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ATA calls for commitment on alternative jet fuels and releases guiding principles for suppliers

ATA calls for commitment on alternative jet fuels and releases guiding principles for suppliers | ATA, CAAFI, James C. May, Alternative fuels

(photo: Boeing)
Fri 25 Apr 2008 - In the wake of rising fuel prices, energy security and environmental concerns, the Air Transport Association of America (ATA) has released a set of guiding principles for reducing carbon output, conserving fuel and finding jet fuel alternatives. ATA is also encouraging potential fuel suppliers to work more closely with current research and development initiatives on alternative fuels.
 
The principles, titled ‘Commercial Aviation Alternative Fuels: The ATA Commitment’, are designed to bring cleaner jet fuel alternatives to market while ensuring safety, increasing reliability and promoting economic, feasibility, says the ATA, which represents airlines transporting over 90% of all US passenger and cargo traffic. “We recognize that this effort presents significant technical and financing challenges. Further, we believe that we must proactively evaluate the commercial challenges associated with developing promising technologies that can meet our needs. We commit to work with future suppliers who potentially can integrate alternative fuels into our [airline] operations that are consistent with the principles.”
 
The principles which prospective alternative fuel suppliers are asked to address cover:
·         Safety/Fuel quality;
·         Environmental benefit;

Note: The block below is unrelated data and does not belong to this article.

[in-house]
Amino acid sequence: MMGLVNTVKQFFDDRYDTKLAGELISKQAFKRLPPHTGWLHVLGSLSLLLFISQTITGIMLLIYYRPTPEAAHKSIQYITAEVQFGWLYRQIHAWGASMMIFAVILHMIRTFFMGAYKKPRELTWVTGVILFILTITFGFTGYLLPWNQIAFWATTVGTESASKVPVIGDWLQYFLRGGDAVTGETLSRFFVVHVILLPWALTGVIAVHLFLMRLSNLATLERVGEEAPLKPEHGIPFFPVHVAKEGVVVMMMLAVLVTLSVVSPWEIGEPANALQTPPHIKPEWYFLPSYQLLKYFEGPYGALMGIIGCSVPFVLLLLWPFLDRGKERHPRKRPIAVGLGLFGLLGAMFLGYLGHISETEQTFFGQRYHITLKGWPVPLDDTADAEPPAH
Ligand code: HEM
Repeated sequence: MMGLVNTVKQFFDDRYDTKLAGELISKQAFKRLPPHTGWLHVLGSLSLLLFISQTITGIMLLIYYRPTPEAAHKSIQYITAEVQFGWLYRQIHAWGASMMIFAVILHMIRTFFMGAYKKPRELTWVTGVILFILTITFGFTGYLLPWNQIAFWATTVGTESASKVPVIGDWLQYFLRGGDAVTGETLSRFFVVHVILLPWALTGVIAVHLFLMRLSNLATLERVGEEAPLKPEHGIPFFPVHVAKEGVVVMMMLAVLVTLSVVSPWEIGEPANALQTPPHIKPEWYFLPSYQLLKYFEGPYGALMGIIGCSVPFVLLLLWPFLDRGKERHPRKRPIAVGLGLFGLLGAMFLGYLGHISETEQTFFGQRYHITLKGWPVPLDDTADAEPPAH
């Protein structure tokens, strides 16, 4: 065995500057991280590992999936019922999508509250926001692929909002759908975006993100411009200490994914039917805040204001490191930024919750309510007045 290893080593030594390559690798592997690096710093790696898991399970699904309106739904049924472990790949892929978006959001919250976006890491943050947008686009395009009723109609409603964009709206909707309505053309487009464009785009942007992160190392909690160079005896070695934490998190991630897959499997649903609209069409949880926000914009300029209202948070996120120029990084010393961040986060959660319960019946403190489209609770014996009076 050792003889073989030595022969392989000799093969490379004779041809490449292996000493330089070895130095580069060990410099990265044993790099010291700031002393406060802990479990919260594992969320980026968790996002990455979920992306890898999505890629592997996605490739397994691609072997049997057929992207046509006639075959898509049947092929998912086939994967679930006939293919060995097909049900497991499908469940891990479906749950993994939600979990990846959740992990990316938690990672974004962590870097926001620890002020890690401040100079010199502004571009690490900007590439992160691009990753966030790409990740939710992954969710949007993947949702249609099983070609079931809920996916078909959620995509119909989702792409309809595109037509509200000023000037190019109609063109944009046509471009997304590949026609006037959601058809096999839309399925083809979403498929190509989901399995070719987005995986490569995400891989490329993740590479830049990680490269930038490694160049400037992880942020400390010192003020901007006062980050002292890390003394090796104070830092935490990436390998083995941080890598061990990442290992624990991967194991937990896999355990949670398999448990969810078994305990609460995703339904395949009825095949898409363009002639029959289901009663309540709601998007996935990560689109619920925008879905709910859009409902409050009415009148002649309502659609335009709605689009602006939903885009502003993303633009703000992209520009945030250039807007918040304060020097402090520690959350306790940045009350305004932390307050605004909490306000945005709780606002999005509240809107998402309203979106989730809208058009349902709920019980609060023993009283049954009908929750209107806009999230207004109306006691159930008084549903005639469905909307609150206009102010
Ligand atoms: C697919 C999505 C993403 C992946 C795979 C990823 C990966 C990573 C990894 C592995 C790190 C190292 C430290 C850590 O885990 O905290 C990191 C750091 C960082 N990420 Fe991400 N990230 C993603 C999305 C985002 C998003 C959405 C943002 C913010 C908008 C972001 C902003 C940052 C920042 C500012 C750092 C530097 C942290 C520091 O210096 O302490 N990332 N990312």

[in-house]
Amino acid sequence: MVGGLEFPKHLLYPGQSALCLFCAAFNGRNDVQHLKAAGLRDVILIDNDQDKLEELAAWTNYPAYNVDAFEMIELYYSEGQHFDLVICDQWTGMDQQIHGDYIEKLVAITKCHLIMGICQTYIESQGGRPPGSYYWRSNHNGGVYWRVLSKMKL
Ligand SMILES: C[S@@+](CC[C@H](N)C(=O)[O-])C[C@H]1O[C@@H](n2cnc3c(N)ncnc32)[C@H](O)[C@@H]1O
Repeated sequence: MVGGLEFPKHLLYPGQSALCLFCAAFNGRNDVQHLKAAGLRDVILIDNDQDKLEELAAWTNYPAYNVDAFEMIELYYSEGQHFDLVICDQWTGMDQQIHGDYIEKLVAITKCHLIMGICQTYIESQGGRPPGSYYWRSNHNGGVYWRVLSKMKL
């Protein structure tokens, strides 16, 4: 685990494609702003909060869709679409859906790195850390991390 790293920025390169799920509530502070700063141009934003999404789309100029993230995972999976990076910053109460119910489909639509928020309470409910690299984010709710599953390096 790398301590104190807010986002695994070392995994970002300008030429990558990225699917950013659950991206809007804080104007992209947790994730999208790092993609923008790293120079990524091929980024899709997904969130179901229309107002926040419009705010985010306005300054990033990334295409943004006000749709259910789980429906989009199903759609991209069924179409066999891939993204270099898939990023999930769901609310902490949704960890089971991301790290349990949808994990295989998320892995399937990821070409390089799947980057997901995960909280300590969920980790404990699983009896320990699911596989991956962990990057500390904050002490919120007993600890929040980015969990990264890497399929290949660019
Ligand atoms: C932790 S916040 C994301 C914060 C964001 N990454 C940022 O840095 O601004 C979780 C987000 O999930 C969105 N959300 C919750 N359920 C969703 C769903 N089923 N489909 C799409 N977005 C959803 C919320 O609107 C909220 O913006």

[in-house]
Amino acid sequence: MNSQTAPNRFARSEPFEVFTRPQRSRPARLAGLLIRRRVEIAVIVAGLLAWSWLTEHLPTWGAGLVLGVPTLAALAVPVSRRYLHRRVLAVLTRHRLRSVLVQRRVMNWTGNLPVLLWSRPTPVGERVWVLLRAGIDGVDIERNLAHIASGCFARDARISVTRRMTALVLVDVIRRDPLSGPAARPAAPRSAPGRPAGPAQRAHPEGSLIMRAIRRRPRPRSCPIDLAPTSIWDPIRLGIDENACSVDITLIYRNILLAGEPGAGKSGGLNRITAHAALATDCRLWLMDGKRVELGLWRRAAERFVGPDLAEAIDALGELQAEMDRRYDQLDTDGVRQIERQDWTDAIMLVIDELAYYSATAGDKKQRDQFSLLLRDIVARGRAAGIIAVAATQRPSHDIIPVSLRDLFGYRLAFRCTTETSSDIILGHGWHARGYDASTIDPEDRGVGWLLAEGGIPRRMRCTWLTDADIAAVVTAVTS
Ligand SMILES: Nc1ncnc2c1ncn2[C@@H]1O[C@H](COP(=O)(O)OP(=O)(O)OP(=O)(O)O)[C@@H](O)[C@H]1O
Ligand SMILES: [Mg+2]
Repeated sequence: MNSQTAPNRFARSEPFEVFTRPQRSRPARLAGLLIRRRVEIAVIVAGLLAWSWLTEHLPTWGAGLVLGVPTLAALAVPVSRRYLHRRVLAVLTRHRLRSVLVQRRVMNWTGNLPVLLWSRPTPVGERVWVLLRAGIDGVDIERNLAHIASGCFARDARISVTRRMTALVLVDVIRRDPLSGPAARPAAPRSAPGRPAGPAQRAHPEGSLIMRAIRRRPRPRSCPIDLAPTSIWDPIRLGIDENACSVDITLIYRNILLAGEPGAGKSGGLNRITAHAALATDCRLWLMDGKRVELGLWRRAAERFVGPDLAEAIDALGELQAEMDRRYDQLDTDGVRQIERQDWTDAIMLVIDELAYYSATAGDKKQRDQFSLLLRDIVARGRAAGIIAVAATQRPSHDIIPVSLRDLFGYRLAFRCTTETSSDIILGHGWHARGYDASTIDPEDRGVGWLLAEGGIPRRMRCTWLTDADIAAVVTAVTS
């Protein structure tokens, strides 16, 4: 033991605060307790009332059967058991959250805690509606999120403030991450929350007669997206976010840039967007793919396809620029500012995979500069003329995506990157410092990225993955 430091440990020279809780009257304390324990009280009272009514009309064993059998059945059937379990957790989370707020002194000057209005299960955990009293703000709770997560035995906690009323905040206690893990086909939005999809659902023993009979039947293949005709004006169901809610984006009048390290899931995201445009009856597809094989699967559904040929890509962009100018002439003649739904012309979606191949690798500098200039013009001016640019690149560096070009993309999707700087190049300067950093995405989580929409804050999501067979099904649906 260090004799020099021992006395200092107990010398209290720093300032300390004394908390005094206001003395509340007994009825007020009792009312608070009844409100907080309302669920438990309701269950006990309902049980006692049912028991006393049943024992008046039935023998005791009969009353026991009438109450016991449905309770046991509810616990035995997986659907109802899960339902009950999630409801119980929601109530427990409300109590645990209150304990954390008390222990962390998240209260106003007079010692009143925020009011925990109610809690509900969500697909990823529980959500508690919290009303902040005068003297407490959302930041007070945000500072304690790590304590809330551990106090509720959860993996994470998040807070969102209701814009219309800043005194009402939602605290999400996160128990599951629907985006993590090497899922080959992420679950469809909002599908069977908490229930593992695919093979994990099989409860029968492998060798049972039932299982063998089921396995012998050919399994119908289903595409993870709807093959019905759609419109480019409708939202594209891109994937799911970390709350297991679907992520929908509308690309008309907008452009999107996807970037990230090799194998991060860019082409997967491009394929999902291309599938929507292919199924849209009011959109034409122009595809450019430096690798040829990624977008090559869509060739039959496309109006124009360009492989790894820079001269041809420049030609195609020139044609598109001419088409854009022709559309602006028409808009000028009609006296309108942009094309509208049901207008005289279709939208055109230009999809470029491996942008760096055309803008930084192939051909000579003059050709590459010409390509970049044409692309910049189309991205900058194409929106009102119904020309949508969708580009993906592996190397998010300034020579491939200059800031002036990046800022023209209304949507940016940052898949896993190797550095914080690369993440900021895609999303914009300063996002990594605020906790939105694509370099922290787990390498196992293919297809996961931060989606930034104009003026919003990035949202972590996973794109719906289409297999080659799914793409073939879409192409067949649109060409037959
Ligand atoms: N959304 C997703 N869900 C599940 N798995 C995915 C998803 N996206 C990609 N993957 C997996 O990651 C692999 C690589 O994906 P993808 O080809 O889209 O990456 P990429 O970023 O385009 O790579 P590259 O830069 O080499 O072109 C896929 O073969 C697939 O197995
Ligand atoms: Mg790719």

·         Supply reliability; and
·         Economic feasibility.
 
ATA is encouraging these suppliers to work with the Commercial Aviation Alternative Fuels Initiative (CAAFI), a consortium of manufacturers, airlines, airports, government agencies, universities and mainstream jet fuel suppliers, to promote the research and development of alternative jet fuels. CAAFI, which ATA co-sponsors, coordinates research and development work on alternative fuels, including technical specifications, environmental aspects, production and distribution. Among the CAAFI goals are certification of a 50% synthetic fuel by the end of this year and certification of biojet fuels by 2013.
 
ATA says it is seeking to work with potential suppliers to identify commercial terms and strategies that individual suppliers and purchasers might adopt to accelerate deployment. “It is expected that alternative fuels showing promise of earlier deployment will receive priority,” promises the ATA. “Relevant commercial terms could include consideration of short and long term purchasing contracts, direct investment and other innovative financing mechanisms to overcome financing challenges associated with bringing non-traditional jet fuels to market.”
 
Commenting on the release of the guidelines, ATA’s President and CEO, James C. May, said: “We must stay uniquely focused on further reducing the industry’s greenhouse gas emissions and on helping America enhance its energy security. With jet fuel prices reaching unforeseen highs on a daily basis – so high that now one-third of an average ticket goes to pay for fuel alone – and given the environmental challenges associated with traditional fossil fuels, the airline industry is even more committed to implementing alternative fuels on a broad scale.”
 
 
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